I was certain I had dealt with my issues in my early 20’s, when I was Gestalt-ed. I often refer to Gestalt as something that was done to me, not something I participated in. I think I referred to it in this manner because so much of my early work was interactive, not just talk therapy. My greatest memory of my early Gestalt process involved three chairs. The chair on the left represented the head, logical and processing. The chair on the right represented the heart, the feeling part of me. The chair in the middle was a space for the two to come together and have a serious and gut wrenching discussion. This space was reserved for the two to have a serious talk about working together to make me a whole person. Suffice to say it took me a year to make it to the middle chair. I was certain she wanted to sit me in the middle chair tie me down and force me to have this discussion. But she never pushed and told me some day I would make it to the middle chair. I remember thinking I hope I win the lottery or the insurance pays because I had no intention of sitting in that fucking chair, my mind and heart were just fine running their own shows.
Who knew almost 30 years later and in training to learn Gestalt I would again encounter the same issues, patience and working the process. I am almost embarrassed to say I am still working on these things but I will chalk it up to being a slow learner when it comes to working on me. I always give my patients a wide path to explore and take their time. Even cautioning them to slow down and work the process. Sound familiar?
Interestingly enough in the two fishbowl sessions I participated it was the men who took the center stage. Sitting across from me was a younger more unenlightened version of me it was like watching myself in the early years struggling to find me and who I would become. Sitting next to me was an older version of me successful, retired yet lonely and struggling to find his space at this point in his life. What I am about to say I already knew and often talk to patients about this very thing, but I fail to use my words on myself. It occurred to me in the safety of the fishbowl we are never done with the journey, there is never a coasting period, only a small eye of the storm then back to it. If we are seekers of the truth and desire to suck the marrow out of life we must be ever changing, patient, and open to the experiences around us. Bearing my soul and in my best therapy speak I relayed to the younger me how he always made me feel as if I wanted to hug him and tell him it would be okay. He stared blankly into my eyes but I knew he got what I was saying. It was then time to turn my attention to the older me sitting to my left. Shortly thereafter a facilitator and the woman to her left, who by this time was crying, touched his leg and said I give a shit about you and what is happening in your life. At that moment I knew I was in healer mode his energy leapt into the room and seized my body. Shaking his head and struggling not to cry he told her, the other student, that was overwhelming to hear. No shit it was overwhelming and I too began to struggle with not loosing my shit for the group. Taking a deep breath I allowed the tears to fill my eyes but not over power my face, it was as if he was crying through me. I know he touched something deep inside me because as humans we all have the same feelings and emotions. We only differ in how these emotions and feelings play out for each of us. During the time he was struggling to compose himself I inquired if he asked for what he wanted in life, “hell no” was his response. Then we chuckled. It reminded me when we are un-happy with how things are it is okay to ask for what we want. We may not get it but at least we know we have asked. I also found it interesting that I connected to the young guy and his blank stare, I have given that to so many people as a young man. Interestingly enough I empathized with the older man and his desire for more unable to ask but finally being in a space to loose the stare and own the feelings.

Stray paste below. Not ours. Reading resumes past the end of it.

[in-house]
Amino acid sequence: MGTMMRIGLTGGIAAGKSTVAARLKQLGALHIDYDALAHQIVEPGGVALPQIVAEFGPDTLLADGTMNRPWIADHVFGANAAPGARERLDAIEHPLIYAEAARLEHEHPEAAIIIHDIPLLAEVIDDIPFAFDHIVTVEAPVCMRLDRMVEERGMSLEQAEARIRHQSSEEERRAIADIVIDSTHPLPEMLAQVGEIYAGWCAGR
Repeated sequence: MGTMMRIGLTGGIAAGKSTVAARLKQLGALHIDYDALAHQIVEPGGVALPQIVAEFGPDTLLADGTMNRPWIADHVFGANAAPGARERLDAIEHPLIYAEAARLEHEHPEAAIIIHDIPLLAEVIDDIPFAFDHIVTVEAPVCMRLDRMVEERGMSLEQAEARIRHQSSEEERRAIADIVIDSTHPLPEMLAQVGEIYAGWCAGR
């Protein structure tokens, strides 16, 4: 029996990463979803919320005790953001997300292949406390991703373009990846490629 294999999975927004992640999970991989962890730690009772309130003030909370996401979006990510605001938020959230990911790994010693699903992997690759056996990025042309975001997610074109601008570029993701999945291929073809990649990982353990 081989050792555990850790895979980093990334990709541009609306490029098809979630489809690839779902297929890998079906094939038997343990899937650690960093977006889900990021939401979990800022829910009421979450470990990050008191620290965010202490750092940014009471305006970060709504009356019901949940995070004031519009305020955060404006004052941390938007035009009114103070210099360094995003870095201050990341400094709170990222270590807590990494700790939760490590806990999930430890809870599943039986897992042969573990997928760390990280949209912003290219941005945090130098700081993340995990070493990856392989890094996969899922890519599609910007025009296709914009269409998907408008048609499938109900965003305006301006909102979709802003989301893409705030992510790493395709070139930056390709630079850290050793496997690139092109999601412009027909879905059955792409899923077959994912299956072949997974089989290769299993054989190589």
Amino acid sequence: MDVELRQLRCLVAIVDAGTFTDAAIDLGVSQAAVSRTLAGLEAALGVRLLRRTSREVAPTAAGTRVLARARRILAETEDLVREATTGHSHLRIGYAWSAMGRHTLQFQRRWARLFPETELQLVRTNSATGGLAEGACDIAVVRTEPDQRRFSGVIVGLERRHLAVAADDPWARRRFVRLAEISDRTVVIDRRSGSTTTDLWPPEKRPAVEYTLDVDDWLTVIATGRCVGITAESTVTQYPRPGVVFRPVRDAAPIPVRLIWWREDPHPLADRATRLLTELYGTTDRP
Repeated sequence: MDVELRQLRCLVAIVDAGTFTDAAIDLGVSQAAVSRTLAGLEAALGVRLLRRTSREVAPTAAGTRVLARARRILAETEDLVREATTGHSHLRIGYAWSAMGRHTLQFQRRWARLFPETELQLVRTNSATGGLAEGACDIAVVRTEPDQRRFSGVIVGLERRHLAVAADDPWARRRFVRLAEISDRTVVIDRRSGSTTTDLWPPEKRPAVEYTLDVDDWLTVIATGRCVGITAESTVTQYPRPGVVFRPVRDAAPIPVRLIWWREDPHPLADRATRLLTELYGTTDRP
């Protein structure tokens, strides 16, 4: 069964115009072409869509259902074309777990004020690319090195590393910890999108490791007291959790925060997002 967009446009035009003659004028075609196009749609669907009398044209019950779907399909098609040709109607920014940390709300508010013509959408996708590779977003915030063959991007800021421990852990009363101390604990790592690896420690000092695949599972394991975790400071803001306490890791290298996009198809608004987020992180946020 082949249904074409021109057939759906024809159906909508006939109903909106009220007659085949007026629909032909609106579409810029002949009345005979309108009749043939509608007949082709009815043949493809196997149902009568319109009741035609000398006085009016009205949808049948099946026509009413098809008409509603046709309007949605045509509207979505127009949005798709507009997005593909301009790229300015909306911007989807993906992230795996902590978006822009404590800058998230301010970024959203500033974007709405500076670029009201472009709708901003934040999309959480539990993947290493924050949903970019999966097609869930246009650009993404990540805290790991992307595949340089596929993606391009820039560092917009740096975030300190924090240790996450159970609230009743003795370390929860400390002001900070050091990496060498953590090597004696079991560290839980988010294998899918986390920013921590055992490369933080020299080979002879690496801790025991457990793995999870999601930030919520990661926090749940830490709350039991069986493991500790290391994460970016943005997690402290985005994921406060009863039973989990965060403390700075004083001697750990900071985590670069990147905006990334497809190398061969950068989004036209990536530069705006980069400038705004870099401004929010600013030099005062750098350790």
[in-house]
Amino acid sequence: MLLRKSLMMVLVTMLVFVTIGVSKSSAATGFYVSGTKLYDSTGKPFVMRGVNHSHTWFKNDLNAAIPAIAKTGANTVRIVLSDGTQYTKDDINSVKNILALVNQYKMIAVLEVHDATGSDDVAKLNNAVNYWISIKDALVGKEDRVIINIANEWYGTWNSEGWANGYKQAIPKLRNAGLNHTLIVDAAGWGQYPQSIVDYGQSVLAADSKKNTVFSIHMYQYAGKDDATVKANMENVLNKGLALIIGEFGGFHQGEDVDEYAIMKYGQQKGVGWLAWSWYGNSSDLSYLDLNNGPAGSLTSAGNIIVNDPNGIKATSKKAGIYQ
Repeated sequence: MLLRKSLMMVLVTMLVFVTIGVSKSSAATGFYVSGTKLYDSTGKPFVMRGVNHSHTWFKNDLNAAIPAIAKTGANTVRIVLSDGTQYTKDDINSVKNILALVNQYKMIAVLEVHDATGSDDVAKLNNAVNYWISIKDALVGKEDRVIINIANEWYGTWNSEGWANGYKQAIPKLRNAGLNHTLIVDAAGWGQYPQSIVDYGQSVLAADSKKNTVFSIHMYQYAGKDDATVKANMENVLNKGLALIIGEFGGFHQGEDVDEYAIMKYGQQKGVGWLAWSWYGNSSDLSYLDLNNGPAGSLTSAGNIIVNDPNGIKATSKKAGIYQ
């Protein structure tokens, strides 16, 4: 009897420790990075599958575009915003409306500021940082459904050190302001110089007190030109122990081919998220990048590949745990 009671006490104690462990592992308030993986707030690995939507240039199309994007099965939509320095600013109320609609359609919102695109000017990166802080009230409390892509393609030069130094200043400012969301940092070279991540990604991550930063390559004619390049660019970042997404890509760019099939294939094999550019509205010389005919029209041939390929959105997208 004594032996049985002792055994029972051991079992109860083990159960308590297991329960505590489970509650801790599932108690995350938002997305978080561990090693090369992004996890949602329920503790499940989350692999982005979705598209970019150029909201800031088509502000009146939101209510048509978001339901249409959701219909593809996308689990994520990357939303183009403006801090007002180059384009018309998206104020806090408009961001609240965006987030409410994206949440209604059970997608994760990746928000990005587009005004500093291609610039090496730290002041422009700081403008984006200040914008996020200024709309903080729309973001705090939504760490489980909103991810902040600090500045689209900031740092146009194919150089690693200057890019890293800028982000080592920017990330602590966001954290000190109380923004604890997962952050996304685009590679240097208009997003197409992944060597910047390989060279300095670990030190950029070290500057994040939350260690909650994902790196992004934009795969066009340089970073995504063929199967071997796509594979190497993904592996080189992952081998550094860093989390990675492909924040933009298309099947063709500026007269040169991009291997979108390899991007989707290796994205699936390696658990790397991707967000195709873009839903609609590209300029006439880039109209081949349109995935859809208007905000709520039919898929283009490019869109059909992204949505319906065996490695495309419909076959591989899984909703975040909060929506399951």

I must report this experience as difficult as it was changed me for the better. I know the journey never really stops; retirement is what we do at the time of death. Fishbowl be dammed, I am sure next month the desire to participate and be able to speak will overtake me I will once again be in the bowl vomiting up crap I had no intention of sharing. I am also reminded that all things have a price. The price of this ticket is leaving the old behind and embracing a new way of thinking about how I interact in the world.